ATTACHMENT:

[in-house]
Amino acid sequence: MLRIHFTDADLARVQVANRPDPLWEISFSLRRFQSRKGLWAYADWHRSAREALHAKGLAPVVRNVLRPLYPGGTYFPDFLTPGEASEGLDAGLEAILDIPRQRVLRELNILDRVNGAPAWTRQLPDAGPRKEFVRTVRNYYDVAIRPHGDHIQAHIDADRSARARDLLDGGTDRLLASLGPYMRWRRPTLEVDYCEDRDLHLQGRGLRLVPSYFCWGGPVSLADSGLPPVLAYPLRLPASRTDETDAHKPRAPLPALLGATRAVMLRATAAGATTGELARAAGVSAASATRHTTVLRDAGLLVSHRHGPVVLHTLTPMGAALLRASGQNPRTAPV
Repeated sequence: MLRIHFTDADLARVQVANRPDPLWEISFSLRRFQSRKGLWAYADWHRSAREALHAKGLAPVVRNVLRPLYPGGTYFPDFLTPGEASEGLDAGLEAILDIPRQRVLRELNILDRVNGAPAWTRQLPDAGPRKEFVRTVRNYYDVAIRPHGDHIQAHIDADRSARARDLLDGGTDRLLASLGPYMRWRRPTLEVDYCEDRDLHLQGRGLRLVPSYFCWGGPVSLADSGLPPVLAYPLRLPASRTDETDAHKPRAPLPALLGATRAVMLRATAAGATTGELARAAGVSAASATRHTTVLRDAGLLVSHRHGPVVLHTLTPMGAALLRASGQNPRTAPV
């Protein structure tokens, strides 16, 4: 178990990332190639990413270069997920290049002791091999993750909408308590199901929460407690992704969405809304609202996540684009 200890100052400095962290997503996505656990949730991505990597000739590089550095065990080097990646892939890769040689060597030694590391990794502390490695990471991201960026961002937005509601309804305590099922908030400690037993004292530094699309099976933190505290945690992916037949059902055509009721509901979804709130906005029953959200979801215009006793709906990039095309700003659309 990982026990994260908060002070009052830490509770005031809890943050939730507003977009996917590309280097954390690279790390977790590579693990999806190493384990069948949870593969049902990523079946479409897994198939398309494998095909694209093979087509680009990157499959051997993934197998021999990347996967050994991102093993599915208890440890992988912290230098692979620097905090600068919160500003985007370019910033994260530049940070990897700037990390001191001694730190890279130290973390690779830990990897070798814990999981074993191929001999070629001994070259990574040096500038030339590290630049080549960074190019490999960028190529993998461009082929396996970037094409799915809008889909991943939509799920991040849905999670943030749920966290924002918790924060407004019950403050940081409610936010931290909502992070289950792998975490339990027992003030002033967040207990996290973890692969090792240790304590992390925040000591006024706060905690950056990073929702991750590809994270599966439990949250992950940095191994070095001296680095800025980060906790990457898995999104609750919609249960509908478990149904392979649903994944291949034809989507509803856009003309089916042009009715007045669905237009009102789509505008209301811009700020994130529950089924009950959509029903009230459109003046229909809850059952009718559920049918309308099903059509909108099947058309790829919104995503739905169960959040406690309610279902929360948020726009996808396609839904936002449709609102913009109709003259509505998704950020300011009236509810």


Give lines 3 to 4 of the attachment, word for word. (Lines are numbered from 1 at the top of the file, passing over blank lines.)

Repeated sequence: MLRIHFTDADLARVQVANRPDPLWEISFSLRRFQSRKGLWAYADWHRSAREALHAKGLAPVVRNVLRPLYPGGTYFPDFLTPGEASEGLDAGLEAILDIPRQRVLRELNILDRVNGAPAWTRQLPDAGPRKEFVRTVRNYYDVAIRPHGDHIQAHIDADRSARARDLLDGGTDRLLASLGPYMRWRRPTLEVDYCEDRDLHLQGRGLRLVPSYFCWGGPVSLADSGLPPVLAYPLRLPASRTDETDAHKPRAPLPALLGATRAVMLRATAAGATTGELARAAGVSAASATRHTTVLRDAGLLVSHRHGPVVLHTLTPMGAALLRASGQNPRTAPV
């Protein structure tokens, strides 16, 4: 178990990332190639990413270069997920290049002791091999993750909408308590199901929460407690992704969405809304609202996540684009 200890100052400095962290997503996505656990949730991505990597000739590089550095065990080097990646892939890769040689060597030694590391990794502390490695990471991201960026961002937005509601309804305590099922908030400690037993004292530094699309099976933190505290945690992916037949059902055509009721509901979804709130906005029953959200979801215009006793709906990039095309700003659309 990982026990994260908060002070009052830490509770005031809890943050939730507003977009996917590309280097954390690279790390977790590579693990999806190493384990069948949870593969049902990523079946479409897994198939398309494998095909694209093979087509680009990157499959051997993934197998021999990347996967050994991102093993599915208890440890992988912290230098692979620097905090600068919160500003985007370019910033994260530049940070990897700037990390001191001694730190890279130290973390690779830990990897070798814990999981074993191929001999070629001994070259990574040096500038030339590290630049080549960074190019490999960028190529993998461009082929396996970037094409799915809008889909991943939509799920991040849905999670943030749920966290924002918790924060407004019950403050940081409610936010931290909502992070289950792998975490339990027992003030002033967040207990996290973890692969090792240790304590992390925040000591006024706060905690950056990073929702991750590809994270599966439990949250992950940095191994070095001296680095800025980060906790990457898995999104609750919609249960509908478990149904392979649903994944291949034809989507509803856009003309089916042009009715007045669905237009009102789509505008209301811009700020994130529950089924009950959509029903009230459109003046229909809850059952009718559920049918309308099903059509909108099947058309790829919104995503739905169960959040406690309610279902929360948020726009996808396609839904936002449709609102913009109709003259509505998704950020300011009236509810």